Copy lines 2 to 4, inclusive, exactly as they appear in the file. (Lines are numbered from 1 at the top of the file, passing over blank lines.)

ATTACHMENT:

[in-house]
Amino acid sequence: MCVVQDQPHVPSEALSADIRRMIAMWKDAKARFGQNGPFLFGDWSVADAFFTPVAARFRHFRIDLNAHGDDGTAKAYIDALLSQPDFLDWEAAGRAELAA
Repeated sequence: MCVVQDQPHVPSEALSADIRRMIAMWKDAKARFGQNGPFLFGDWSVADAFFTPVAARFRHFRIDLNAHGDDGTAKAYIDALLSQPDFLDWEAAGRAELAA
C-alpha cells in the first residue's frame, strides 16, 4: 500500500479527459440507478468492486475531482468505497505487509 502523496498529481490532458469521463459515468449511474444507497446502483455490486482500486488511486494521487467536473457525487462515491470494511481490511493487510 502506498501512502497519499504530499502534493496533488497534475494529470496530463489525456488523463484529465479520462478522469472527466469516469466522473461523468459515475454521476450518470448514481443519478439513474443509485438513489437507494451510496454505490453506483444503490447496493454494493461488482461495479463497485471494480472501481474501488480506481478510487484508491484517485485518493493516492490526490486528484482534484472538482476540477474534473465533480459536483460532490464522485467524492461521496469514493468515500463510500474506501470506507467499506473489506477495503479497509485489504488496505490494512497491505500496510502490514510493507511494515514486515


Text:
Amino acid sequence: MCVVQDQPHVPSEALSADIRRMIAMWKDAKARFGQNGPFLFGDWSVADAFFTPVAARFRHFRIDLNAHGDDGTAKAYIDALLSQPDFLDWEAAGRAELAA
Repeated sequence: MCVVQDQPHVPSEALSADIRRMIAMWKDAKARFGQNGPFLFGDWSVADAFFTPVAARFRHFRIDLNAHGDDGTAKAYIDALLSQPDFLDWEAAGRAELAA
C-alpha cells in the first residue's frame, strides 16, 4: 500500500479527459440507478468492486475531482468505497505487509 502523496498529481490532458469521463459515468449511474444507497446502483455490486482500486488511486494521487467536473457525487462515491470494511481490511493487510 502506498501512502497519499504530499502534493496533488497534475494529470496530463489525456488523463484529465479520462478522469472527466469516469466522473461523468459515475454521476450518470448514481443519478439513474443509485438513489437507494451510496454505490453506483444503490447496493454494493461488482461495479463497485471494480472501481474501488480506481478510487484508491484517485485518493493516492490526490486528484482534484472538482476540477474534473465533480459536483460532490464522485467524492461521496469514493468515500463510500474506501470506507467499506473489506477495503479497509485489504488496505490494512497491505500496510502490514510493507511494515514486515